Panel interviews pose unique challenges for applicants. When you interview with a single person, you essentially have a conversation with someone who might offer you a job. In panel interviews, the situation is a hybrid of a conversation and public speaking engagement.
When it comes to the content of your responses, you should answer as you would in any other interviewing scenario. The trick is to communicate with each person on the panel.
The hiring manager is the ringmaster of this circus. In most cases, he or she asks the prepared questions, and other panelists are free to ask follow-up questions as they desire. Sometimes, the hiring manager allows other panelists to ask some of the prepared questions.
When answering a question in a panel interview, address your response primarily to the panelist who asked it. After your first few sentences, shift your eyes and gestures to other panelists. For prepared questions, you should divide your attention about equally among the panelists. Keep in mind the hiring manager makes the final decision, so consider making particularly strong or memorable statements toward him or her.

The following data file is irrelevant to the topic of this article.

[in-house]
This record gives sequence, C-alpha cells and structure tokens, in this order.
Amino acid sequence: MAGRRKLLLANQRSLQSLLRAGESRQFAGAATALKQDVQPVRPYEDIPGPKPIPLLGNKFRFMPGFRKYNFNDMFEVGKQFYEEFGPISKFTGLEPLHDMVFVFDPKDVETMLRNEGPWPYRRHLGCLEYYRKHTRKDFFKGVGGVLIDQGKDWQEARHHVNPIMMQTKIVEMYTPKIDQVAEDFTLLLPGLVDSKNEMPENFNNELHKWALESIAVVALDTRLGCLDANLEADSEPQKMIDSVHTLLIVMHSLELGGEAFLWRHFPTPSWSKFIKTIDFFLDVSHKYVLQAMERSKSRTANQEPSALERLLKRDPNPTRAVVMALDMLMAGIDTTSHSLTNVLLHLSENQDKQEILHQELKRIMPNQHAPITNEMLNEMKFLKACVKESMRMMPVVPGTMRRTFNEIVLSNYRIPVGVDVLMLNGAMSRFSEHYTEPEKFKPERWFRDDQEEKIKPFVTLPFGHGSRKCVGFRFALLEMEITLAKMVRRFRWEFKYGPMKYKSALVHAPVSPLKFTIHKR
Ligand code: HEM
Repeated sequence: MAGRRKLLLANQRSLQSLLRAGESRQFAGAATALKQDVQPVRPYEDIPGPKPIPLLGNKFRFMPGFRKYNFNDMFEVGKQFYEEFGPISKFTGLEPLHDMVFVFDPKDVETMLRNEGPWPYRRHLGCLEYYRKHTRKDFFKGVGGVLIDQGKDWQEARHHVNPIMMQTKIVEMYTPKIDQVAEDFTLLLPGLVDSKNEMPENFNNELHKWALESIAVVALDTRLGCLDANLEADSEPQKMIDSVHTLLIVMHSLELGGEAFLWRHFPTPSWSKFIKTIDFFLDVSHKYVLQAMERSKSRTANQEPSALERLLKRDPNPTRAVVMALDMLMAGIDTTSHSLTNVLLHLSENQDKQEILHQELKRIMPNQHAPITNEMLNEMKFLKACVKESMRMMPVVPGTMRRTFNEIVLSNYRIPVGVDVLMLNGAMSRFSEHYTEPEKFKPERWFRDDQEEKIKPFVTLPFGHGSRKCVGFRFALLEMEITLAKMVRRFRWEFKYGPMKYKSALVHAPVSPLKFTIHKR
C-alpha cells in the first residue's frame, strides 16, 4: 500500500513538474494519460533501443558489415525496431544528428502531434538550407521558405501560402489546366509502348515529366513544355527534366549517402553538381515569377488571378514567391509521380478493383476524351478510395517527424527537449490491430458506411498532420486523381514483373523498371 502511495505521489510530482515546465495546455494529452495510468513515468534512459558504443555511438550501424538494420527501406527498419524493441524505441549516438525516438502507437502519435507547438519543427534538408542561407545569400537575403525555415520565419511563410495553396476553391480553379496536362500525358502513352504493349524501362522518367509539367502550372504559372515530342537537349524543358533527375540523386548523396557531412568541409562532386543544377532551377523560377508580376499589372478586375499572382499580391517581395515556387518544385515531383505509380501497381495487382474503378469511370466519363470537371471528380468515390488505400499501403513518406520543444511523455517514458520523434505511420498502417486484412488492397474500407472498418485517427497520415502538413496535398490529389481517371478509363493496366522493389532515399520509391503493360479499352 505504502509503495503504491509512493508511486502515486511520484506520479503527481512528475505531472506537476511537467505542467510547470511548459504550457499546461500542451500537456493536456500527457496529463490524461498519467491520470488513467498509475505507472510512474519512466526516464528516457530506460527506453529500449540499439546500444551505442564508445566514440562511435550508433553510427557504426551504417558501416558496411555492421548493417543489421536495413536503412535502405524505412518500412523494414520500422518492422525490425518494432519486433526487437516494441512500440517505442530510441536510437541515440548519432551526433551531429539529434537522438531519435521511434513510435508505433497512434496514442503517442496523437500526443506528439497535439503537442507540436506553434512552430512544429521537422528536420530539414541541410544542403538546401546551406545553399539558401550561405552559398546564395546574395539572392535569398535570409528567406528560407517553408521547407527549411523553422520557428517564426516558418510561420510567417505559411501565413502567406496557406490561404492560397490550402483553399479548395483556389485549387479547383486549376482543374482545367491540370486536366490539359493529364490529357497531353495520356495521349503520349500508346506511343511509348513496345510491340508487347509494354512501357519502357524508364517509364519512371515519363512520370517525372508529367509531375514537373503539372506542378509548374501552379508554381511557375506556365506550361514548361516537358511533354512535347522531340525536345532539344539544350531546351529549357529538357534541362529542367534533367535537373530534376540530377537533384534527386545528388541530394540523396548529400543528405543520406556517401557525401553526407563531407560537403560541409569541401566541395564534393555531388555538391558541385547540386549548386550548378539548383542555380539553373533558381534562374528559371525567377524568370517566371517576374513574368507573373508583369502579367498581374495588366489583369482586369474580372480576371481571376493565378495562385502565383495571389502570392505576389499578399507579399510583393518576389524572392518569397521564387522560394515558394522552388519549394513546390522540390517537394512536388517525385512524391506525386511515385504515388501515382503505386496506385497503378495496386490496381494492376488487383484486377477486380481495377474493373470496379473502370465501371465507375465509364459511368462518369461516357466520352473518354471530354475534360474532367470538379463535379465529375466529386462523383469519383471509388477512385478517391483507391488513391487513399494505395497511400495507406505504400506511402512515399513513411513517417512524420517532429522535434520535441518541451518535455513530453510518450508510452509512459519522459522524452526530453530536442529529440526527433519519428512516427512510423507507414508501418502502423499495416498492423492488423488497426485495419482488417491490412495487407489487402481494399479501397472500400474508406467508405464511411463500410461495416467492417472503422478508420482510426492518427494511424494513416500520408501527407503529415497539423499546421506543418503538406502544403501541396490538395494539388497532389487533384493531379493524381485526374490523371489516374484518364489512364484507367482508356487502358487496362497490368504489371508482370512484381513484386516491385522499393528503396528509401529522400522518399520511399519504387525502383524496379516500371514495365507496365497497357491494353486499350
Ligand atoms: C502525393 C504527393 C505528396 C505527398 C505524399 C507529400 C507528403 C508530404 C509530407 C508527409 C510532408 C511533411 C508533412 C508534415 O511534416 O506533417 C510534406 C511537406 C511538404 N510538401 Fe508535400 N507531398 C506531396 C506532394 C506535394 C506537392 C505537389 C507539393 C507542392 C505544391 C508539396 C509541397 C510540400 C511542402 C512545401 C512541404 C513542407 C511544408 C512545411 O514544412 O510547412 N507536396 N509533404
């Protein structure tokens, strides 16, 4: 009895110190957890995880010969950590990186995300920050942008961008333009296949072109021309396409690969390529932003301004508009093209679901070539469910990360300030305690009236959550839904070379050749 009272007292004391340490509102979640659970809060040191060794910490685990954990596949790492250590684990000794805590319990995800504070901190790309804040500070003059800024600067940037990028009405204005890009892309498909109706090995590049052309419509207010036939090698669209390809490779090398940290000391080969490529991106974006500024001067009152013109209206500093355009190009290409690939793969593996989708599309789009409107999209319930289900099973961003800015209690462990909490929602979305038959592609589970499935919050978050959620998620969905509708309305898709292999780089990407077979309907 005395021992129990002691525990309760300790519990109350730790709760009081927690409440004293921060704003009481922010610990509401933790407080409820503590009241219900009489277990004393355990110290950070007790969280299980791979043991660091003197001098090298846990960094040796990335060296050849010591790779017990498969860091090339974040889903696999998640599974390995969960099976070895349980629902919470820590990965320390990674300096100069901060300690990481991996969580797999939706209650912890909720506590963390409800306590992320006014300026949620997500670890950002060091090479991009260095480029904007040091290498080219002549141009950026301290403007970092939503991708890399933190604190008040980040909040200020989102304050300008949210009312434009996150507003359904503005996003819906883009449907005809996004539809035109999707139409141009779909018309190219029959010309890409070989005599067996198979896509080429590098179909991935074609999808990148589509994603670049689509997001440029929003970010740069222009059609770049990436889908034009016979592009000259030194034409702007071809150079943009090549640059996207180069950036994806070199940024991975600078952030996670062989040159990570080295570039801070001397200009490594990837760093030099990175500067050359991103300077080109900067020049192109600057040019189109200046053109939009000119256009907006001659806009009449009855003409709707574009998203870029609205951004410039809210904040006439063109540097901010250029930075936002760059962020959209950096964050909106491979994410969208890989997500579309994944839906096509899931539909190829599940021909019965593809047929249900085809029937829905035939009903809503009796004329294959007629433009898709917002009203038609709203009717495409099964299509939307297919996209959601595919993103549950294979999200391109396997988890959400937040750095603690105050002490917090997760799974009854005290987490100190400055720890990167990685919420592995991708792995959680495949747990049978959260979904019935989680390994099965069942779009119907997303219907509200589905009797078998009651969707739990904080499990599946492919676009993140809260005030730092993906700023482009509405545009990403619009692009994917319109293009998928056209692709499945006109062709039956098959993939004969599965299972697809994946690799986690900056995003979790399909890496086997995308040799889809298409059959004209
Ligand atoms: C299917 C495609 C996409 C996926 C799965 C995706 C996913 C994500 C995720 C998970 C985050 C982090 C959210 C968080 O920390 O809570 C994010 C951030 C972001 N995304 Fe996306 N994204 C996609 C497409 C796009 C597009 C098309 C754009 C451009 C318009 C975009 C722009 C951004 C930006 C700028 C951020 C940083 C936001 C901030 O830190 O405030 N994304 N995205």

For a follow-up question, devote more attention to the asker. Other panelists may have had the same question in mind, but there is no way to know. What you do know is the follow-up question is of particular interest to the asker.
Pay attention to panelists' body language. They can tell you whether you are making sense. If one of them looks confused, don't be afraid to say something like, "I don't think I'm communicating clearly. Let me explain it another way." Then, rephrase what you said from where you think you lost the confused panelist. Showing you can read your audience is good in any interview, and rephrasing affords you a second chance to make a point panelists may have missed the first time you said it.